May I also welcome the combat air strategy? Will the Minister please give a commitment that the review will look not only to ensure that the RAF has the aircraft that it needs to fight the conflicts of the future, but at how British industry will deliver them?
My hon. Friend is a great champion for the RAF and for his constituency. I believe that he called for the combat air strategy before the announcement was made by my right hon. Friend the Secretary of State. This is indeed about capability, but it is also about embedding the ability of UK industry to respond to the needs of the 21st century, and the combat air strategy will do just that.
There is crippling uncertainty about the customs arrangements that our defence suppliers will face after Brexit. This is threatening their ability to innovate and invest. Just today, Airbus, the RAF’s biggest supplier of large aircraft, has warned that trade barriers will seriously impede its ability to move parts across borders. It is clear that only a comprehensive customs union with the EU can guarantee frictionless trade, so will the Minister explain why the Government have ruled out this option?
The Government have been very clear that we want the most comprehensive free trade agreements possible with the European Union. A free trade agreement of that nature will respond to the concerns of industry, especially the industry supplying the defence sector.
The fact of the matter is that ADS, the trade body, has said that the Government’s preferred options are either incomplete or so complex that they simply will not be viable. Why will this Government not listen to the voices of industry such as ADS and the CBI? Why are they ignoring those voices and their support for a customs union? Is it not the case that the Government are putting ideology above the interests of defence suppliers and pursuing an extreme Brexit that will damage jobs, our sovereign capability and, ultimately, our national security?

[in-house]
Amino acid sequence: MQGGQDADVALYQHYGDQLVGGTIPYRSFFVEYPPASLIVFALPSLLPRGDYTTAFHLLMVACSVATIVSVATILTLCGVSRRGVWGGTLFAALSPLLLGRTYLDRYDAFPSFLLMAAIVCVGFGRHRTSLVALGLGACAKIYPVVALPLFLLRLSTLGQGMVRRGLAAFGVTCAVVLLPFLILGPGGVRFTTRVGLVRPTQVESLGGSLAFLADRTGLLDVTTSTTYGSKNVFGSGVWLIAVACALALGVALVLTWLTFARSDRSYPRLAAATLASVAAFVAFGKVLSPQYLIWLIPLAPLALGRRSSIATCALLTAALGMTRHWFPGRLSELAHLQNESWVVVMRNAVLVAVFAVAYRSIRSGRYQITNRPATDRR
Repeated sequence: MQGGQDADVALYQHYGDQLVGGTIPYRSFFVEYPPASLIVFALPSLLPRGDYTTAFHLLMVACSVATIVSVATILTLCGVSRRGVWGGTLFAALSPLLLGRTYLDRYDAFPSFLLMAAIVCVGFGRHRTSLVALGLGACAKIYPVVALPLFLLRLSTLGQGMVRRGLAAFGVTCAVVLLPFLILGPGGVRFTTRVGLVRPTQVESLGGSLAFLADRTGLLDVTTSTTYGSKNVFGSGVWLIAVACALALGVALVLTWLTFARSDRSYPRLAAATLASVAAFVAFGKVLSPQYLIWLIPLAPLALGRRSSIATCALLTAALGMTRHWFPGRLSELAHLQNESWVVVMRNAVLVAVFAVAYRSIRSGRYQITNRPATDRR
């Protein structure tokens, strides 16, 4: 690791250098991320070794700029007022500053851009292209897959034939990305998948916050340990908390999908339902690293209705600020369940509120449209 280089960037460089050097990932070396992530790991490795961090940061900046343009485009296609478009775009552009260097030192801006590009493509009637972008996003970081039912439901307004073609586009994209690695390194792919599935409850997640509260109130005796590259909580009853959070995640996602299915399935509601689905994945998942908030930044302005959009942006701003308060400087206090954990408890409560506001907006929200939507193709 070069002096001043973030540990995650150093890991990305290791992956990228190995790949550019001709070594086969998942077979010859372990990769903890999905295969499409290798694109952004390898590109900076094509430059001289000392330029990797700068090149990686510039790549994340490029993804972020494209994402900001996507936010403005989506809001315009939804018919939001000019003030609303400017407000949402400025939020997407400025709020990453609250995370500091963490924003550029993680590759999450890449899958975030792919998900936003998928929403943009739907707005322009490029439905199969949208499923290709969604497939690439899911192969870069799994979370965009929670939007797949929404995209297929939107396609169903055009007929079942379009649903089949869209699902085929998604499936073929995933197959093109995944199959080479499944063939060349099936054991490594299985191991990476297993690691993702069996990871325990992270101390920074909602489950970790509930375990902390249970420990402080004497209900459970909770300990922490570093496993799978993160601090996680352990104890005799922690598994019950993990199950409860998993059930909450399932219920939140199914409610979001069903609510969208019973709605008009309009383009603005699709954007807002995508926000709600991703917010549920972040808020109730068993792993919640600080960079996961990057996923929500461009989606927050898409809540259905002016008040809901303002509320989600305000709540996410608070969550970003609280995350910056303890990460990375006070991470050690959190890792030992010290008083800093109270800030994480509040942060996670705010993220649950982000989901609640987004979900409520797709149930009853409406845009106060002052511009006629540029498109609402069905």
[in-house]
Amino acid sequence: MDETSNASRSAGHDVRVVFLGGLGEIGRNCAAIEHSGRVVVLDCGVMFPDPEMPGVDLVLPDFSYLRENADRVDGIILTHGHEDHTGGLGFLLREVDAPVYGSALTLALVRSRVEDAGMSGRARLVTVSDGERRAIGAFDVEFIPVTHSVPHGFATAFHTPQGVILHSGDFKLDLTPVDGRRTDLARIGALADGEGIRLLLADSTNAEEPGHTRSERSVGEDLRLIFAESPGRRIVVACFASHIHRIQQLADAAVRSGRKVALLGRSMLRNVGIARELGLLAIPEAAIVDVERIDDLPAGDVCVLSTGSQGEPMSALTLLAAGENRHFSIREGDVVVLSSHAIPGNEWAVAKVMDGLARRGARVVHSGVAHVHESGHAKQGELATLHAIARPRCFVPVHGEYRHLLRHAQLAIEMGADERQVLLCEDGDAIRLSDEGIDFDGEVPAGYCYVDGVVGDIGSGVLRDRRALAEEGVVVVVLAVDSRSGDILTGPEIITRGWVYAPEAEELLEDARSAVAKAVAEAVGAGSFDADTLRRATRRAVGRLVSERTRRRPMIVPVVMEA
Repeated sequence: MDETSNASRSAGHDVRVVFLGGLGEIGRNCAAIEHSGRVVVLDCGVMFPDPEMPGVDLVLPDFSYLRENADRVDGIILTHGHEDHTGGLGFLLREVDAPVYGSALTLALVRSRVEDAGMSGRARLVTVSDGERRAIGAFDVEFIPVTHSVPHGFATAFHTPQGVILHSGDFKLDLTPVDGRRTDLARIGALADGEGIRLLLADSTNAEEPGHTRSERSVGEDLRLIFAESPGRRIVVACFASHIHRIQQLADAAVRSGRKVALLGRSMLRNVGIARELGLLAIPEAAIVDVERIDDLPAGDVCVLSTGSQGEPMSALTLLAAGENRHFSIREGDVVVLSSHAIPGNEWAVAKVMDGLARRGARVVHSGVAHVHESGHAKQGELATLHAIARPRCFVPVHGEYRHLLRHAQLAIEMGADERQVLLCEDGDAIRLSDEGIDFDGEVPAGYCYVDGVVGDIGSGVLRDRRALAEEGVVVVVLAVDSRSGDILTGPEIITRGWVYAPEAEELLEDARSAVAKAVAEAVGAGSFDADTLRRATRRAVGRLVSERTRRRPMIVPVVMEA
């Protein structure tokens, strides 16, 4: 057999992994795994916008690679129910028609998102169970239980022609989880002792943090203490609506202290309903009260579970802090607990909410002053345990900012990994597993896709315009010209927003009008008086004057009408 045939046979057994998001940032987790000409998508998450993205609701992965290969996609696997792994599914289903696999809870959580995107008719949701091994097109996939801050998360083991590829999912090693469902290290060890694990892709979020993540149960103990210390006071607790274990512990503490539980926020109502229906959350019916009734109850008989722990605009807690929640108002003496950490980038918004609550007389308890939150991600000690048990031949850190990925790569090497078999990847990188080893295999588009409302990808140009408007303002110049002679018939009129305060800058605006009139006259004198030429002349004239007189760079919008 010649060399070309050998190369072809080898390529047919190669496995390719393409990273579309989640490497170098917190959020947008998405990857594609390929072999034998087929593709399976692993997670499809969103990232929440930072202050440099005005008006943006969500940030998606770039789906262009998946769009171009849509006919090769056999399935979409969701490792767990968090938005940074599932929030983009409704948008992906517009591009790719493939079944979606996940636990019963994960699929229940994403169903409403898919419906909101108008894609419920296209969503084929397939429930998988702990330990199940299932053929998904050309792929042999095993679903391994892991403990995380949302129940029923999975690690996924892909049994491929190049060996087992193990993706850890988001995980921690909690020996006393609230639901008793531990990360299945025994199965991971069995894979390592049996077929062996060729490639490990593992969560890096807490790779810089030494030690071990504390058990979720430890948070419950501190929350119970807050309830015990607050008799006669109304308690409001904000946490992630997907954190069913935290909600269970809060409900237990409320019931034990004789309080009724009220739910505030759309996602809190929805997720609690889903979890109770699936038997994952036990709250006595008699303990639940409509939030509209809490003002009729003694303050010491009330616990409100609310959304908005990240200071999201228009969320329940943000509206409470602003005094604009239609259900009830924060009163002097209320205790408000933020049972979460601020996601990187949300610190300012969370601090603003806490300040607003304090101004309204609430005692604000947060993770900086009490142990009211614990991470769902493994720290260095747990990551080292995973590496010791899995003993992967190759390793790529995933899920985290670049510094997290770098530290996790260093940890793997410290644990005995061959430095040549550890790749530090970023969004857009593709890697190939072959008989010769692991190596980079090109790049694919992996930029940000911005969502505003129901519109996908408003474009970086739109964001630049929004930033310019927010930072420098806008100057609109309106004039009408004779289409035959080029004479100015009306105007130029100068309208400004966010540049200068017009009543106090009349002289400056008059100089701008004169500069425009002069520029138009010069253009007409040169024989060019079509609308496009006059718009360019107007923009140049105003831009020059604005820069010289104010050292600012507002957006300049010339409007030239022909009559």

I find it interesting that only a few weeks ago the hon. Lady was voting against a proposition from her own Back Benchers for the United Kingdom to stay within the customs union. It is also the case that the announcement made by the Leader of the Opposition was about staying within a customs union, not the customs union; in terms of listening to the voice of industry, there is not much in common between what was said by the Leader of the Opposition and the CBI.
Our armed forces are among the very best in the world. Through the modernising defence programme, we will assess the ever-changing threats that this country faces and understand what we can do to make them ever more effective at keeping us safe today and into the future.
The Defence Secretary will recognise, given his earlier answers, that the threats that we face—both conventional and from new forms of technology—are massive and varied, and come not simply from Russia, but from many different sources. In that context, he talks about a fiscally non-neutral defence review. Will he tell us whether the Chancellor has agreed to sign up to that process?
When the Prime Minister, the Chancellor and I met and agreed the terms of reference of the modernising defence programme, we were absolutely clear that it was not to be fiscally neutral. We were to understand what the threats were and understand the capabilities that were needed, and make sure that the Ministry of Defence leads a study to ensure that we are best equipped to deal with those threats.